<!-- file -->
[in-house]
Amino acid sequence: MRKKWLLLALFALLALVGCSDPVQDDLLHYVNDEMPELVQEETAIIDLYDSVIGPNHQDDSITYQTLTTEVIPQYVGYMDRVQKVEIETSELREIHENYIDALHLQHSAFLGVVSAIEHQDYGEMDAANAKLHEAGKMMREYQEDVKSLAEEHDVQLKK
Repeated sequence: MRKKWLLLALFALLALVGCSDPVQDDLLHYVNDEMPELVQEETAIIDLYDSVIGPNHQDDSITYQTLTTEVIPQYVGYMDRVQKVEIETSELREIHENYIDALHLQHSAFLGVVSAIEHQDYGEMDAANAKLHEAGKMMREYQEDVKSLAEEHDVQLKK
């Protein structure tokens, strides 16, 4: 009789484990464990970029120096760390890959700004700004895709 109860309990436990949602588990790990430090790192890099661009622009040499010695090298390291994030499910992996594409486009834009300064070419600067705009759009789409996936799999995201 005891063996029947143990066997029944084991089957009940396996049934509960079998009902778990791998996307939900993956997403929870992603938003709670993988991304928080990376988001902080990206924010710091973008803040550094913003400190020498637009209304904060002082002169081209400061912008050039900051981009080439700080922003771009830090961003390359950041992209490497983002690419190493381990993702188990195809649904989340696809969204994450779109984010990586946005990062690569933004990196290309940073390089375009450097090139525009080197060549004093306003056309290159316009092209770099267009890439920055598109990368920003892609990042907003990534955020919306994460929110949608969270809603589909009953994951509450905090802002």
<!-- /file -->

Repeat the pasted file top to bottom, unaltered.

[in-house]
Amino acid sequence: MRKKWLLLALFALLALVGCSDPVQDDLLHYVNDEMPELVQEETAIIDLYDSVIGPNHQDDSITYQTLTTEVIPQYVGYMDRVQKVEIETSELREIHENYIDALHLQHSAFLGVVSAIEHQDYGEMDAANAKLHEAGKMMREYQEDVKSLAEEHDVQLKK
Repeated sequence: MRKKWLLLALFALLALVGCSDPVQDDLLHYVNDEMPELVQEETAIIDLYDSVIGPNHQDDSITYQTLTTEVIPQYVGYMDRVQKVEIETSELREIHENYIDALHLQHSAFLGVVSAIEHQDYGEMDAANAKLHEAGKMMREYQEDVKSLAEEHDVQLKK
């Protein structure tokens, strides 16, 4: 009789484990464990970029120096760390890959700004700004895709 109860309990436990949602588990790990430090790192890099661009622009040499010695090298390291994030499910992996594409486009834009300064070419600067705009759009789409996936799999995201 005891063996029947143990066997029944084991089957009940396996049934509960079998009902778990791998996307939900993956997403929870992603938003709670993988991304928080990376988001902080990206924010710091973008803040550094913003400190020498637009209304904060002082002169081209400061912008050039900051981009080439700080922003771009830090961003390359950041992209490497983002690419190493381990993702188990195809649904989340696809969204994450779109984010990586946005990062690569933004990196290309940073390089375009450097090139525009080197060549004093306003056309290159316009092209770099267009890439920055598109990368920003892609990042907003990534955020919306994460929110949608969270809603589909009953994951509450905090802002």